Photo by Melody

PlantFiles: Watermelon
Citrullus lanatus 'Dixielee'

Family: Cucurbitaceae (koo-ker-bih-TAY-see-ee) (Info)
Genus: Citrullus (SIT-ruh-lus) (Info)
Species: lanatus (la-NA-tus) (Info)
Cultivar: Dixielee
Hybridized by Univ. of Florida; Year of Registration or Introduction: 1979

» View all varieties of Melons

One member has or wants this plant for trade.


6-12 in. (15-30 cm)

10-12 ft. (3-3.6 m)

Sun Exposure:
Full Sun

Bloom Color:
Gold (Yellow-Orange)

Days to Maturity:
81 to 90 days

Other details:
This plant is attractive to bees, butterflies and/or birds
Average Water Needs; Water regularly; do not overwater

Soil pH requirements:
6.1 to 6.5 (mildly acidic)
6.6 to 7.5 (neutral)

Propagation Methods:
From seed; sow indoors before last frost
From seed; direct sow after last frost

Seed Collecting:
Allow unblemished fruit to ripen; clean and dry seeds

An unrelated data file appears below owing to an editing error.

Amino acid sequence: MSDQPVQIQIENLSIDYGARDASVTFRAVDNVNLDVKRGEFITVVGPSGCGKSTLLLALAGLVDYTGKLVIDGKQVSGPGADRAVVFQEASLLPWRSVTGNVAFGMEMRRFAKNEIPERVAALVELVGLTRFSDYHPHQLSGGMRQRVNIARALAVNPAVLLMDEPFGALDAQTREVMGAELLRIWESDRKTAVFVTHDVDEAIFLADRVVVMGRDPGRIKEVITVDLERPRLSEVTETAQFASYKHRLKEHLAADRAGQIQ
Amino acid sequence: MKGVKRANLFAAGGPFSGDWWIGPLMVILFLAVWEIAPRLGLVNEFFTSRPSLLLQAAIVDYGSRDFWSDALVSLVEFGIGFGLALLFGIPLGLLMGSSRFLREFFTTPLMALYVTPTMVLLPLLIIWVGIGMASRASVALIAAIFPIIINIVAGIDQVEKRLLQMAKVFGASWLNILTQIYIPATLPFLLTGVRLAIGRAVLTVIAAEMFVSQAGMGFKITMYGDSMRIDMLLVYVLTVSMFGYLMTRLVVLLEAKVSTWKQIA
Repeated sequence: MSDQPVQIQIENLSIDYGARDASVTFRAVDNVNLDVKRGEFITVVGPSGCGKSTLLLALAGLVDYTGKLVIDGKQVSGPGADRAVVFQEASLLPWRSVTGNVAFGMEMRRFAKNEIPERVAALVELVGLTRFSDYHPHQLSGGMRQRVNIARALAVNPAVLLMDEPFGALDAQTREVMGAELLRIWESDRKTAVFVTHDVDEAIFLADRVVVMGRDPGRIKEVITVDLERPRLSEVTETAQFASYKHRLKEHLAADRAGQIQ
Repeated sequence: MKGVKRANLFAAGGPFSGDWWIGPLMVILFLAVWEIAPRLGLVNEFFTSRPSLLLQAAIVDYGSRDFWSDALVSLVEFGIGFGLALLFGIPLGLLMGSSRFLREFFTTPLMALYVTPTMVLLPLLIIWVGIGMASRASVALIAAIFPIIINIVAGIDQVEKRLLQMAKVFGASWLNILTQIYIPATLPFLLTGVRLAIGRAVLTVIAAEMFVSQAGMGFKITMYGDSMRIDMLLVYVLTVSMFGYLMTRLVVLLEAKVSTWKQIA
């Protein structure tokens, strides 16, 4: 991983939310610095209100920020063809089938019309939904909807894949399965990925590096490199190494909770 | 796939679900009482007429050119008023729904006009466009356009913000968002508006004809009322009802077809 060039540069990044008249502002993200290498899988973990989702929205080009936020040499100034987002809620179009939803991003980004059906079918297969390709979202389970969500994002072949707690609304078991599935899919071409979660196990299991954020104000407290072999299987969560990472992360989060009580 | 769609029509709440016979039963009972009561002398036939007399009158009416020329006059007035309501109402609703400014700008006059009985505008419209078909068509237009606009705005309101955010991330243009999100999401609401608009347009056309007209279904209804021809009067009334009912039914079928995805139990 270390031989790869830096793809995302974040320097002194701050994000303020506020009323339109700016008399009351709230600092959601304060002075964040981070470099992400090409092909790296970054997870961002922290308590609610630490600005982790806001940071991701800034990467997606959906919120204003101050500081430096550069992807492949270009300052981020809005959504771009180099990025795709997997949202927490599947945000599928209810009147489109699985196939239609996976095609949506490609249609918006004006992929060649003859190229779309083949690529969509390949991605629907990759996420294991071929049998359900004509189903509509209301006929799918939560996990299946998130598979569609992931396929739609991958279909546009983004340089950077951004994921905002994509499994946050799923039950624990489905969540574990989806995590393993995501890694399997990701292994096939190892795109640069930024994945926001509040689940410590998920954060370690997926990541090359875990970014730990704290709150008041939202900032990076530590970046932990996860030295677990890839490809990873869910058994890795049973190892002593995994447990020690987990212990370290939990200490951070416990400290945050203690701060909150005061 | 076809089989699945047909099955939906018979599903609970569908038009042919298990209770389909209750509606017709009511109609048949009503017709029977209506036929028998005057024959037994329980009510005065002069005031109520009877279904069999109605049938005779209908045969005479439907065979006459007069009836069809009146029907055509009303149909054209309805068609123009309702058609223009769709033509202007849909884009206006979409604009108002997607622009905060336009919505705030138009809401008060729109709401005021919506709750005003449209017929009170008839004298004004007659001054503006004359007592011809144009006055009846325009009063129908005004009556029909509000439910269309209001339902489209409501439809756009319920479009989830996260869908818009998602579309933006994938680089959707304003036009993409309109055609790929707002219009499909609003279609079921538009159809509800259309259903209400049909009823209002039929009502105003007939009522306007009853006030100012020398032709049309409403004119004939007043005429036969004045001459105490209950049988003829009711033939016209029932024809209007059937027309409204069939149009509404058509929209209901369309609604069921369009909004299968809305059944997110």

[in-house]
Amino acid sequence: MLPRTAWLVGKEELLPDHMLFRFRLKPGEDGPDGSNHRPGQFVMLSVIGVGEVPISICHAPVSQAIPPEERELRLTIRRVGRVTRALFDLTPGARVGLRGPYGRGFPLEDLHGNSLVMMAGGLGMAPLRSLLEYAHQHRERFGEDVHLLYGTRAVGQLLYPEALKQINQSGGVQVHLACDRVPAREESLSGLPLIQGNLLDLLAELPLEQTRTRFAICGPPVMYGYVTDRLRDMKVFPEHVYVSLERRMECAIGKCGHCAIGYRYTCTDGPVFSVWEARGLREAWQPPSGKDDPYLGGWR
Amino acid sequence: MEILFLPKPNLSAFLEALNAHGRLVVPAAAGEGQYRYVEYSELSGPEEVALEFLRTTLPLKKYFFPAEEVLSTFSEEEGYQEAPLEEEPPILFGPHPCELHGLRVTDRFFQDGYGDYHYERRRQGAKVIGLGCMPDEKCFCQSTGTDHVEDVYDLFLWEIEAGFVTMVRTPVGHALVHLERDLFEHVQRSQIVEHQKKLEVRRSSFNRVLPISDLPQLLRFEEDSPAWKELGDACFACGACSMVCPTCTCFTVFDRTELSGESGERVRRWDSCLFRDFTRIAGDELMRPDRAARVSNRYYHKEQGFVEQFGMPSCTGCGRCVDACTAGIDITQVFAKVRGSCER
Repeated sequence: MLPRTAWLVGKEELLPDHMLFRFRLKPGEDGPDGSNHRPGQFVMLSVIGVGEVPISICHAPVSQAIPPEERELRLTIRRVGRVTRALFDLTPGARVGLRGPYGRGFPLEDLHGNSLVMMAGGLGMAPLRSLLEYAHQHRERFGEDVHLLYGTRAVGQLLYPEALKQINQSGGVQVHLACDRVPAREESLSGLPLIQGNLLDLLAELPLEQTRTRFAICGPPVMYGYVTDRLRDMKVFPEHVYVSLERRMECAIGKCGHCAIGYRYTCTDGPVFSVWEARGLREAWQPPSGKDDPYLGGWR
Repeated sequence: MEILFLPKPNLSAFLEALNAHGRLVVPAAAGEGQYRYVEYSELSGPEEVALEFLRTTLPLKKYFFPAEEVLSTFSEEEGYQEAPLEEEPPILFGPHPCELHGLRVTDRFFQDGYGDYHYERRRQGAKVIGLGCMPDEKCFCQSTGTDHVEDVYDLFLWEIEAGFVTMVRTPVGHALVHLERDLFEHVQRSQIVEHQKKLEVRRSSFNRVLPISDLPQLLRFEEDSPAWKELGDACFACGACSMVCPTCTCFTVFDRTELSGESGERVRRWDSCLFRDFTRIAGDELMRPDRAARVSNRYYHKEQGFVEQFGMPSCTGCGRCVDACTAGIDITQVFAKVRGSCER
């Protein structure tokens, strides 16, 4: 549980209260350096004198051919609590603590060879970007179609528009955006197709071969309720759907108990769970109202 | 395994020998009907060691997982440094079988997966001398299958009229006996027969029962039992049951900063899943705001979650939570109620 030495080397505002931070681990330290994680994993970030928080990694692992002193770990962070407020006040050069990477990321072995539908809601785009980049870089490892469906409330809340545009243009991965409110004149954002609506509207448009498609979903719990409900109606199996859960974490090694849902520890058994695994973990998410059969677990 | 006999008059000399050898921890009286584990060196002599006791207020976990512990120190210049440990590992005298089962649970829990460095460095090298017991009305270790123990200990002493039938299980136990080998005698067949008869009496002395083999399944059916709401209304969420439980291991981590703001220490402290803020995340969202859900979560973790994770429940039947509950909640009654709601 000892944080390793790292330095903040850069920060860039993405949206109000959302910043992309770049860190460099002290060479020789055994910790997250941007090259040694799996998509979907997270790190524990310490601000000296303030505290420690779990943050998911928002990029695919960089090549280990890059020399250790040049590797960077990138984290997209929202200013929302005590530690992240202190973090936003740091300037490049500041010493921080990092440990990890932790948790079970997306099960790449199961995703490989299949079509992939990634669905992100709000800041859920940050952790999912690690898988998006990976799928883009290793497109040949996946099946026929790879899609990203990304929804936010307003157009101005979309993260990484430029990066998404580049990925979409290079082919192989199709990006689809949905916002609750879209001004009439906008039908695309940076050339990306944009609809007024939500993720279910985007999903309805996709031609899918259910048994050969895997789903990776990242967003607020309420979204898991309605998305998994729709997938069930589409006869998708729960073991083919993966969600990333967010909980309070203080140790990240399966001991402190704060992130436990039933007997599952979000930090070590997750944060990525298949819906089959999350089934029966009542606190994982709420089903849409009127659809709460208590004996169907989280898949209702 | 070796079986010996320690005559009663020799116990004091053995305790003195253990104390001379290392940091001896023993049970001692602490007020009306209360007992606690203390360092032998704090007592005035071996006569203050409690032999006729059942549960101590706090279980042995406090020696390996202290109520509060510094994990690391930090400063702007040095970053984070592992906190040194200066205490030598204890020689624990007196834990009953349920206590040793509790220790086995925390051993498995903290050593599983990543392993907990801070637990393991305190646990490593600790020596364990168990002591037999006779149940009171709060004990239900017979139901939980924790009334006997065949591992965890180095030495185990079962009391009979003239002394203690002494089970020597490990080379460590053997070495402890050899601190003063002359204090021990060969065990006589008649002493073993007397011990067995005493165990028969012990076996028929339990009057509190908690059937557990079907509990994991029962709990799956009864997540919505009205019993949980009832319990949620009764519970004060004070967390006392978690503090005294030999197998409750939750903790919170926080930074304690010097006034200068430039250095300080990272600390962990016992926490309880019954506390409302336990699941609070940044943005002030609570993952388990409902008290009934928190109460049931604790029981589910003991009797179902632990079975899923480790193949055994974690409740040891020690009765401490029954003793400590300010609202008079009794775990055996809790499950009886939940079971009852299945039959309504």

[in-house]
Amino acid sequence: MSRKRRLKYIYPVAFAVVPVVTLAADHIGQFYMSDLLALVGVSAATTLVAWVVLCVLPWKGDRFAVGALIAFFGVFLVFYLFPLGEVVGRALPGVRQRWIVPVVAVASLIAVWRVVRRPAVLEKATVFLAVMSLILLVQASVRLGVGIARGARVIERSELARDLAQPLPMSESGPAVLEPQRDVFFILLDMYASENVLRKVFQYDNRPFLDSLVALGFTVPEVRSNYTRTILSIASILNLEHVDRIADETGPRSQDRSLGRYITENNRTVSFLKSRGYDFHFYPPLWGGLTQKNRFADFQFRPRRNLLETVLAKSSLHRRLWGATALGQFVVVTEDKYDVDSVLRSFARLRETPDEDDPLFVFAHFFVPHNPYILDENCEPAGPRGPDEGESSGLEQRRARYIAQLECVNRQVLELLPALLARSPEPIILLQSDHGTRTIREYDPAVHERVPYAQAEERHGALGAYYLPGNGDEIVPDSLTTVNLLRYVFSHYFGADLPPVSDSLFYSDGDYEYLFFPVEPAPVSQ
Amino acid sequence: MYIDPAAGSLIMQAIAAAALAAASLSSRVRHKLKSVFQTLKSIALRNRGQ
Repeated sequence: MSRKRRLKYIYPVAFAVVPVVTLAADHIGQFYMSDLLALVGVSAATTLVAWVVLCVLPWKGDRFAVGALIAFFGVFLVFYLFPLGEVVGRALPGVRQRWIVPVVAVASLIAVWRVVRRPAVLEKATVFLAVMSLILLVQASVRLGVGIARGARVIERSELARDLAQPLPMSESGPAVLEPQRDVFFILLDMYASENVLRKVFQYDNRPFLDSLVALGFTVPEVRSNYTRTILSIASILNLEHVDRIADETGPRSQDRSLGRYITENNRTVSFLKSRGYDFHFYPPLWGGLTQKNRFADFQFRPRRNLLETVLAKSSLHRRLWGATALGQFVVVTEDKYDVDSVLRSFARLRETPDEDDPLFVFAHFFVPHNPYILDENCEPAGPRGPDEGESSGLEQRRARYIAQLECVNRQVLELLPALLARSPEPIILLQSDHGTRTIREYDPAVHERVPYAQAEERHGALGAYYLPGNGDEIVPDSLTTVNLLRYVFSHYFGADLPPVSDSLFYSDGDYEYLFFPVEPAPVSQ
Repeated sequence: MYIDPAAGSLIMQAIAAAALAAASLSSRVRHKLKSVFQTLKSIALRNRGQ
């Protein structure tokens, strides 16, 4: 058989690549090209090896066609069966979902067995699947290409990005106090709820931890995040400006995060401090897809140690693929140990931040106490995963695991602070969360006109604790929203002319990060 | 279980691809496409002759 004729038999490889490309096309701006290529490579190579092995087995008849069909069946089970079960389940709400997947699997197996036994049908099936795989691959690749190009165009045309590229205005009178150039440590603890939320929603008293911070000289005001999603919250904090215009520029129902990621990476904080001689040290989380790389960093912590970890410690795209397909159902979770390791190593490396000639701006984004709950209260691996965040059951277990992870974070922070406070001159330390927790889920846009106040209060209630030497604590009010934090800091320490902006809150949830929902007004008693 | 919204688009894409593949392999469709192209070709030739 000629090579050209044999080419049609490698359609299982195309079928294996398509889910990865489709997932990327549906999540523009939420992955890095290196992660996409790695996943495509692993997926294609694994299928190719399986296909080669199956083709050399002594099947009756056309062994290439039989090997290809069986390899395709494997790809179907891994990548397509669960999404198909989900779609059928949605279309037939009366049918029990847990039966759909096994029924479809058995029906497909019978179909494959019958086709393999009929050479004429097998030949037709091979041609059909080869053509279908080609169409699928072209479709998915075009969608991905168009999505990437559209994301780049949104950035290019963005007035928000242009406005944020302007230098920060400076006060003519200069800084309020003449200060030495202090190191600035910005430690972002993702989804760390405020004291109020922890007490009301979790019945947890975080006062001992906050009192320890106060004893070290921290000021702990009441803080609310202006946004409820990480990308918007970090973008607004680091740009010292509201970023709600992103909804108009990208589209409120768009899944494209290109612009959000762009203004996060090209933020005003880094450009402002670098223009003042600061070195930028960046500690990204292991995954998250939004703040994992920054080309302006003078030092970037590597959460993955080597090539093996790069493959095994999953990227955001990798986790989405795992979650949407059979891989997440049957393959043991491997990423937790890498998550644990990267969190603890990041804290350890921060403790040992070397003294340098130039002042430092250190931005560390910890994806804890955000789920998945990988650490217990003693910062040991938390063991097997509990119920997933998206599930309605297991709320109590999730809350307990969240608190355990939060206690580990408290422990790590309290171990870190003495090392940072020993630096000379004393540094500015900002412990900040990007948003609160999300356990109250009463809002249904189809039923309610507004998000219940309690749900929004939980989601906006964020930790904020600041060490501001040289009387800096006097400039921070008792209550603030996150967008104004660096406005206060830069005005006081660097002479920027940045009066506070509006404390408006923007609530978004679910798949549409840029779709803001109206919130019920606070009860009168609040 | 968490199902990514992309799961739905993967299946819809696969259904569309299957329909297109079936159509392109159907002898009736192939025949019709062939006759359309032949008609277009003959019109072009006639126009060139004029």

Properly cleaned, seed can be successfully stored

Click thumbnail
to view:

By Farmerdill
Thumbnail #1 of Citrullus lanatus by Farmerdill

By Farmerdill
Thumbnail #2 of Citrullus lanatus by Farmerdill


1 positive
1 neutral
No negatives

Gardeners' Notes:

Neutral Indy On Sep 16, 2005, Indy from Alexandria, IN (Zone 6a) wrote:

I have had mixed results with this one. Sometimes it is really good. I found that it doesn't hold long.

Positive Farmerdill On Nov 7, 2003, Farmerdill from Augusta, GA (Zone 8a) wrote:

Dixielee is a modern open pollinated cultivar. A round melon, light green with darker green stripes, similar in appearance to Dixie Queen and Chris- Cross. Flesh is a unique deep red. It is Antracnose and wilt tolerant. A good producer that has excellent taste and texture.

2003 was my first trial of this cultivar. It is a good producer of round, 23 lb average,melons. Markings are the familiar dark green stripes on a light green background. The flesh is the darkest color red that I have encountered. Taste and Texture are very competitive with Crimson Sweet although a few folks complained about the large size of the seeds.


This plant has been said to grow in the following regions:

Augusta, Georgia
Alexandria, Indiana

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